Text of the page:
How does faith in Christ keep soldiers and their families connected during deployment?
by Michael and Janet Frese
When I received sudden orders to deploy to Afghanistan, I was flooded with emotions. The ache and pain of my first deployment had dulled with time, but in an instant, it came throbbing back. How would I break the news to my wife that I would be leaving for 12 months just two years after a 15-month deployment? What dangers and physical hardships would I face in the harsh desert terrain? In the midst of these initial fears, I also felt a sense of duty and adventure in bringing the Gospel to infantry soldiers on the front lines of war. This is why I volunteered to serve.
Being called away from family and into the danger of war feels like you are surrendering a certain tangible part of your role at home. Bedtime prayers and birthday celebrations continue on despite your absence. Cars still need oil changes and leaky roofs must be fixed–by someone else. By God’s grace, it is only a temporary separation, but there is still much trial and suffering. It is a cross to bear. Yet, God in His mercy uses this cross to produce fruit in spite of the pain, bringing lasting, spiritual good out of earthly suffering. This, too, shall pass, but the Word of the Lord endures forever.
Life in Christ is a stronghold in the midst of mortar rounds and IEDs. Time spent in prayer and reading the Scriptures takes on profound, personal significance. Phone conversations with family are short and precious, sometimes losing connec tion in the middle of a funny anecdote or heartfelt discussion.
When separated by war from loved ones, you realize how intimately you all are connected to your heavenly Father through prayer. A set prayer and devotional routine with your family is a welcome respite from the turmoil of combat or the loneliness of night. You may choose to study the Small Catechism together or pray the Psalms, one each day, helping to erase the distance of miles and multiple time zones.
You may not be physically present in your home, but as the head of the household, you are leading your family to their heavenly Father. As you read, pray and share, you are strengthening the bonds that God has given you in His family–the Church. As Christians, you are not only connected by family blood, but by Christ’s blood. Faith in Christ strengthens family ties and makes homecomings sweet, bringing lasting strength during and after deployment.
Being separated during deployment is an enormous sacrifice. You become a situational single parent, bravely juggling a myriad of new roles while praying fervently for your spouse’s safe return. Emotions run the gamut from feeling capable and strong to crumbling with loneliness and exhaustion, all while you try to carry on with something resembling a routine.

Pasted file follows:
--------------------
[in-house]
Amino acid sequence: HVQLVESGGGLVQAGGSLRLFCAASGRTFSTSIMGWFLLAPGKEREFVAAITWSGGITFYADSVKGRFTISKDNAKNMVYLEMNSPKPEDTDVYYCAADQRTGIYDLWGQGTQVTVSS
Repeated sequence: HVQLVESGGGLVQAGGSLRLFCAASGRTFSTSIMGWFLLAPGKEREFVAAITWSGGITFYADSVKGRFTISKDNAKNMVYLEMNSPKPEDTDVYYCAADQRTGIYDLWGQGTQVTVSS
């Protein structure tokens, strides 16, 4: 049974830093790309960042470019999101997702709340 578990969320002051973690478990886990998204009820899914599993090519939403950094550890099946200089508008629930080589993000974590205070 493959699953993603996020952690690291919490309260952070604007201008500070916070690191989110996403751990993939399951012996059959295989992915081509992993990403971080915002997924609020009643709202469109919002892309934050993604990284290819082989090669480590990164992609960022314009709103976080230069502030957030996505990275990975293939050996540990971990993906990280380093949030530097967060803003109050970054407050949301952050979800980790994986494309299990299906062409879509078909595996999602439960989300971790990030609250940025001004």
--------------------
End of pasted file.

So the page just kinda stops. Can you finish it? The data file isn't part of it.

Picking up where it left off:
Putting deployment in the framework of vocation gives perspective to some of its challenges. Vocation is found in your present circumstances, in the here and now–not where you wish you could be. Parenting alone is difficult and certainly not ideal, but for the moment, this is what God has given you to do. Serving the United States in the midst of war is both exhilarating and frightening, but this is the work that God has given your spouse to do at this time.
Children would rather have their fathers and mothers next to them for meals, prayers, and conversation, but for the moment, communication must change to fit the circumstances. Take advantage of instantaneous email, chatting via webcam and a mostly reliable mail service, luxuries that were not available even a generation ago. Keep your spouse present in your daily conversation, whether remembering his favorite food, a joke only he would tell or a host of other nondescript memories. Continue on in your vocation–spouse, friend, parent and child of God–knowing that you are doing the work which God has given to you at this time, which is pleasing to Him.
In the meantime, while you wait for your loved one to return, remember that God does not leave you to fend for yourself. He has given you a community of believers, and He gives you a unique vocation through which to serve others. Relax your expectations of yourself. It’s perfectly fine to have pancakes for dinner, leave dirty dishes in the sink and go outside to chase fireflies instead. Be willing to accept help when it’s offered. Allow your friends to mow the lawn, take your children for the afternoon or drop off a meal. You’ll both benefit from their generosity.
It’s painful to be separated. Childhood milestones are missed, dinner table seating is rearranged, the bed is half-cold–but we can find comfort in knowing that God does not leave us in despair. His promise of life and forgiveness in His body and blood give comfort and hope in the midst of turmoil.
> Go to video.lcms.org/archives/813 to see Chaplain Frese explain what life is like for chaplains.
About the authors: Chaplain Michael Frese is a member of the National Guard and associate pastor of Redeemer Lutheran Church, Fort Wayne, Ind.
Chaplain and Janet Frese live in Fort Wayne, Ind., and have three children.